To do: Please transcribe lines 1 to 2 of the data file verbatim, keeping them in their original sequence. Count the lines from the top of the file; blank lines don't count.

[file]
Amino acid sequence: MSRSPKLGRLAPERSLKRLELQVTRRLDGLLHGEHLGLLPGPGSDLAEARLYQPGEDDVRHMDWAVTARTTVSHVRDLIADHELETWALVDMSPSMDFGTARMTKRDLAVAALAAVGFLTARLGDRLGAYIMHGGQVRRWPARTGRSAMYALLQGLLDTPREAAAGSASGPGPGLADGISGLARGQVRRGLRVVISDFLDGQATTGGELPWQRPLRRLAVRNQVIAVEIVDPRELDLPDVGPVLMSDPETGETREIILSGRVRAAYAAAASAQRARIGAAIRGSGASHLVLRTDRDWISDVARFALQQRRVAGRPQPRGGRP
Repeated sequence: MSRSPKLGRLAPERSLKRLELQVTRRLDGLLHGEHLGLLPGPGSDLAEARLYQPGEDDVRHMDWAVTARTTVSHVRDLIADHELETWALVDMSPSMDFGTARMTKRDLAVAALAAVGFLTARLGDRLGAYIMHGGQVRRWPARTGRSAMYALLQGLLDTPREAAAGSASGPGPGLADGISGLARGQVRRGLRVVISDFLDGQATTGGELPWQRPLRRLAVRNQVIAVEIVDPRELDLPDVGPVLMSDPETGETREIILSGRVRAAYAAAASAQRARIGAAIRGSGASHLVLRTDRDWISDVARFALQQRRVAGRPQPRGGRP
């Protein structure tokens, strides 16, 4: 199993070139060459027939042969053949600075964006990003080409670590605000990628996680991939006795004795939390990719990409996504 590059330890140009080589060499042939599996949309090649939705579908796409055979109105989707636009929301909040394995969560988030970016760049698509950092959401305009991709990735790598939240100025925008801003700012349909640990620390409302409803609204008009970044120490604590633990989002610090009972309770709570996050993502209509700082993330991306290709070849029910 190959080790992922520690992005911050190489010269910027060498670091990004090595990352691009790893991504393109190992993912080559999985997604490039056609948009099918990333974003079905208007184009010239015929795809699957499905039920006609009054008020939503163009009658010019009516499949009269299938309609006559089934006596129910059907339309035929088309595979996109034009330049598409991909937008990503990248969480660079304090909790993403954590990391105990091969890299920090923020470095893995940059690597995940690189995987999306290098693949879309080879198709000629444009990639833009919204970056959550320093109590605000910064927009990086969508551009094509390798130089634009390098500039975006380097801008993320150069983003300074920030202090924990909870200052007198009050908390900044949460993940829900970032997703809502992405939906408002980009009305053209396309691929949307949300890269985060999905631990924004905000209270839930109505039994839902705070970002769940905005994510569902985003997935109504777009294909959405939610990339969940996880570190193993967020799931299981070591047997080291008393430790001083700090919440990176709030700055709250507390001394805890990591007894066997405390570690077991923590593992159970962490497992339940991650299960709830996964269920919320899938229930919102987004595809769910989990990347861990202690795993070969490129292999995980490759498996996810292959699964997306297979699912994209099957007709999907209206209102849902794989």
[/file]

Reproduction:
Amino acid sequence: MSRSPKLGRLAPERSLKRLELQVTRRLDGLLHGEHLGLLPGPGSDLAEARLYQPGEDDVRHMDWAVTARTTVSHVRDLIADHELETWALVDMSPSMDFGTARMTKRDLAVAALAAVGFLTARLGDRLGAYIMHGGQVRRWPARTGRSAMYALLQGLLDTPREAAAGSASGPGPGLADGISGLARGQVRRGLRVVISDFLDGQATTGGELPWQRPLRRLAVRNQVIAVEIVDPRELDLPDVGPVLMSDPETGETREIILSGRVRAAYAAAASAQRARIGAAIRGSGASHLVLRTDRDWISDVARFALQQRRVAGRPQPRGGRP
Repeated sequence: MSRSPKLGRLAPERSLKRLELQVTRRLDGLLHGEHLGLLPGPGSDLAEARLYQPGEDDVRHMDWAVTARTTVSHVRDLIADHELETWALVDMSPSMDFGTARMTKRDLAVAALAAVGFLTARLGDRLGAYIMHGGQVRRWPARTGRSAMYALLQGLLDTPREAAAGSASGPGPGLADGISGLARGQVRRGLRVVISDFLDGQATTGGELPWQRPLRRLAVRNQVIAVEIVDPRELDLPDVGPVLMSDPETGETREIILSGRVRAAYAAAASAQRARIGAAIRGSGASHLVLRTDRDWISDVARFALQQRRVAGRPQPRGGRP